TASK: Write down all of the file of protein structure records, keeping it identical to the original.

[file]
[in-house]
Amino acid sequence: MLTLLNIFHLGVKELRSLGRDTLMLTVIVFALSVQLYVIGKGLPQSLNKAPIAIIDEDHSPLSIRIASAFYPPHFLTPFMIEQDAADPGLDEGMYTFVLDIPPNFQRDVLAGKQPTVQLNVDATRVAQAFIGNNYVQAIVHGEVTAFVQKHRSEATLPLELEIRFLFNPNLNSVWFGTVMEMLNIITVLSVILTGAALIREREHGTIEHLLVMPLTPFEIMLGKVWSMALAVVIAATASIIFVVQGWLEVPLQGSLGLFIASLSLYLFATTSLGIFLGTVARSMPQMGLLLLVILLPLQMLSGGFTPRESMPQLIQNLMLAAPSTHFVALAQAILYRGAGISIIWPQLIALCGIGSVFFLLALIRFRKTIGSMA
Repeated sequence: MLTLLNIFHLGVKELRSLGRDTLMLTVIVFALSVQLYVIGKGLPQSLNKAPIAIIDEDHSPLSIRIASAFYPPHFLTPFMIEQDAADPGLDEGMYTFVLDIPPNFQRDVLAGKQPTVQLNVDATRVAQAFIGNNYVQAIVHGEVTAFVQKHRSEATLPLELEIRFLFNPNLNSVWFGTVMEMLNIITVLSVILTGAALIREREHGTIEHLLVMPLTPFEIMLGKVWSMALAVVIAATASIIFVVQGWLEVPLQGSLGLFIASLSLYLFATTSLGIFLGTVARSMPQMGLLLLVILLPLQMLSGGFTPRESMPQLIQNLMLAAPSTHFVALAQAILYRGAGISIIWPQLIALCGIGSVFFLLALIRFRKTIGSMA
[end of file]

[in-house]
Amino acid sequence: MLTLLNIFHLGVKELRSLGRDTLMLTVIVFALSVQLYVIGKGLPQSLNKAPIAIIDEDHSPLSIRIASAFYPPHFLTPFMIEQDAADPGLDEGMYTFVLDIPPNFQRDVLAGKQPTVQLNVDATRVAQAFIGNNYVQAIVHGEVTAFVQKHRSEATLPLELEIRFLFNPNLNSVWFGTVMEMLNIITVLSVILTGAALIREREHGTIEHLLVMPLTPFEIMLGKVWSMALAVVIAATASIIFVVQGWLEVPLQGSLGLFIASLSLYLFATTSLGIFLGTVARSMPQMGLLLLVILLPLQMLSGGFTPRESMPQLIQNLMLAAPSTHFVALAQAILYRGAGISIIWPQLIALCGIGSVFFLLALIRFRKTIGSMA
Repeated sequence: MLTLLNIFHLGVKELRSLGRDTLMLTVIVFALSVQLYVIGKGLPQSLNKAPIAIIDEDHSPLSIRIASAFYPPHFLTPFMIEQDAADPGLDEGMYTFVLDIPPNFQRDVLAGKQPTVQLNVDATRVAQAFIGNNYVQAIVHGEVTAFVQKHRSEATLPLELEIRFLFNPNLNSVWFGTVMEMLNIITVLSVILTGAALIREREHGTIEHLLVMPLTPFEIMLGKVWSMALAVVIAATASIIFVVQGWLEVPLQGSLGLFIASLSLYLFATTSLGIFLGTVARSMPQMGLLLLVILLPLQMLSGGFTPRESMPQLIQNLMLAAPSTHFVALAQAILYRGAGISIIWPQLIALCGIGSVFFLLALIRFRKTIGSMA